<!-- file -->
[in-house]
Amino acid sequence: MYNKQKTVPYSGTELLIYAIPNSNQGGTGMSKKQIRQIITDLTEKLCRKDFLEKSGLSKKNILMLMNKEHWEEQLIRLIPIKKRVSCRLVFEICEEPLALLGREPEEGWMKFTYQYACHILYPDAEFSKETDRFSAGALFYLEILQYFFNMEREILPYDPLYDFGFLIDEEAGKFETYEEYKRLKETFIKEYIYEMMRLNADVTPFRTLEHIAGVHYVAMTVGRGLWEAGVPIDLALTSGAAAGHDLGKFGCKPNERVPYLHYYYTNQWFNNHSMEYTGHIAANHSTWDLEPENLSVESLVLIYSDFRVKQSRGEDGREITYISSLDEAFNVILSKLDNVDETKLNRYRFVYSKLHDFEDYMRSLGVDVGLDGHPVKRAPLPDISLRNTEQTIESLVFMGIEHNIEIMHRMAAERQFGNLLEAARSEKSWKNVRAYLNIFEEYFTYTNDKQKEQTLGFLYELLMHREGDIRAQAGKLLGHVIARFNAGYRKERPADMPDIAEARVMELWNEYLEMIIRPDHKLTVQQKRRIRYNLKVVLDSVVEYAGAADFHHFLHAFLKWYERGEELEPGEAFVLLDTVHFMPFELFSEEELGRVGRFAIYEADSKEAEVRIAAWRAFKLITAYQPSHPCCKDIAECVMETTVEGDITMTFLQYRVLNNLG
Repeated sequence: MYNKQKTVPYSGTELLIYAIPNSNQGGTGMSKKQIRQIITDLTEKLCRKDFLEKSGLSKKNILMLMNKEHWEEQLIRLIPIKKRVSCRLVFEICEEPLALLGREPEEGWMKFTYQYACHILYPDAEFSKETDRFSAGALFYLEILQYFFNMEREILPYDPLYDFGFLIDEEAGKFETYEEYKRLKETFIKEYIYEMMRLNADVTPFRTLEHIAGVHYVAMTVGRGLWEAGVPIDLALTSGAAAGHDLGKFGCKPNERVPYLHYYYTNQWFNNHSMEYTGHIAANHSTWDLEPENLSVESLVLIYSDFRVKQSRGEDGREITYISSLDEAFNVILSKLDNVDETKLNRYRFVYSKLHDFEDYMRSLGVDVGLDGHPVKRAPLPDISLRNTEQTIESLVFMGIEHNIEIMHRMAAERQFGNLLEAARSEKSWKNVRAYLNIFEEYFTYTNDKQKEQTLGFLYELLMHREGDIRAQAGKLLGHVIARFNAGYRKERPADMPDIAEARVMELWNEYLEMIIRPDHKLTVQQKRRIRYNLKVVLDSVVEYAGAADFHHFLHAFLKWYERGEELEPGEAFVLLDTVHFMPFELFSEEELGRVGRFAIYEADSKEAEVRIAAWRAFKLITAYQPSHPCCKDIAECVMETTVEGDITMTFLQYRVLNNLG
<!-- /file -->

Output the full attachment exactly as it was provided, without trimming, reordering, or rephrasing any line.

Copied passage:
[in-house]
Amino acid sequence: MYNKQKTVPYSGTELLIYAIPNSNQGGTGMSKKQIRQIITDLTEKLCRKDFLEKSGLSKKNILMLMNKEHWEEQLIRLIPIKKRVSCRLVFEICEEPLALLGREPEEGWMKFTYQYACHILYPDAEFSKETDRFSAGALFYLEILQYFFNMEREILPYDPLYDFGFLIDEEAGKFETYEEYKRLKETFIKEYIYEMMRLNADVTPFRTLEHIAGVHYVAMTVGRGLWEAGVPIDLALTSGAAAGHDLGKFGCKPNERVPYLHYYYTNQWFNNHSMEYTGHIAANHSTWDLEPENLSVESLVLIYSDFRVKQSRGEDGREITYISSLDEAFNVILSKLDNVDETKLNRYRFVYSKLHDFEDYMRSLGVDVGLDGHPVKRAPLPDISLRNTEQTIESLVFMGIEHNIEIMHRMAAERQFGNLLEAARSEKSWKNVRAYLNIFEEYFTYTNDKQKEQTLGFLYELLMHREGDIRAQAGKLLGHVIARFNAGYRKERPADMPDIAEARVMELWNEYLEMIIRPDHKLTVQQKRRIRYNLKVVLDSVVEYAGAADFHHFLHAFLKWYERGEELEPGEAFVLLDTVHFMPFELFSEEELGRVGRFAIYEADSKEAEVRIAAWRAFKLITAYQPSHPCCKDIAECVMETTVEGDITMTFLQYRVLNNLG
Repeated sequence: MYNKQKTVPYSGTELLIYAIPNSNQGGTGMSKKQIRQIITDLTEKLCRKDFLEKSGLSKKNILMLMNKEHWEEQLIRLIPIKKRVSCRLVFEICEEPLALLGREPEEGWMKFTYQYACHILYPDAEFSKETDRFSAGALFYLEILQYFFNMEREILPYDPLYDFGFLIDEEAGKFETYEEYKRLKETFIKEYIYEMMRLNADVTPFRTLEHIAGVHYVAMTVGRGLWEAGVPIDLALTSGAAAGHDLGKFGCKPNERVPYLHYYYTNQWFNNHSMEYTGHIAANHSTWDLEPENLSVESLVLIYSDFRVKQSRGEDGREITYISSLDEAFNVILSKLDNVDETKLNRYRFVYSKLHDFEDYMRSLGVDVGLDGHPVKRAPLPDISLRNTEQTIESLVFMGIEHNIEIMHRMAAERQFGNLLEAARSEKSWKNVRAYLNIFEEYFTYTNDKQKEQTLGFLYELLMHREGDIRAQAGKLLGHVIARFNAGYRKERPADMPDIAEARVMELWNEYLEMIIRPDHKLTVQQKRRIRYNLKVVLDSVVEYAGAADFHHFLHAFLKWYERGEELEPGEAFVLLDTVHFMPFELFSEEELGRVGRFAIYEADSKEAEVRIAAWRAFKLITAYQPSHPCCKDIAECVMETTVEGDITMTFLQYRVLNNLG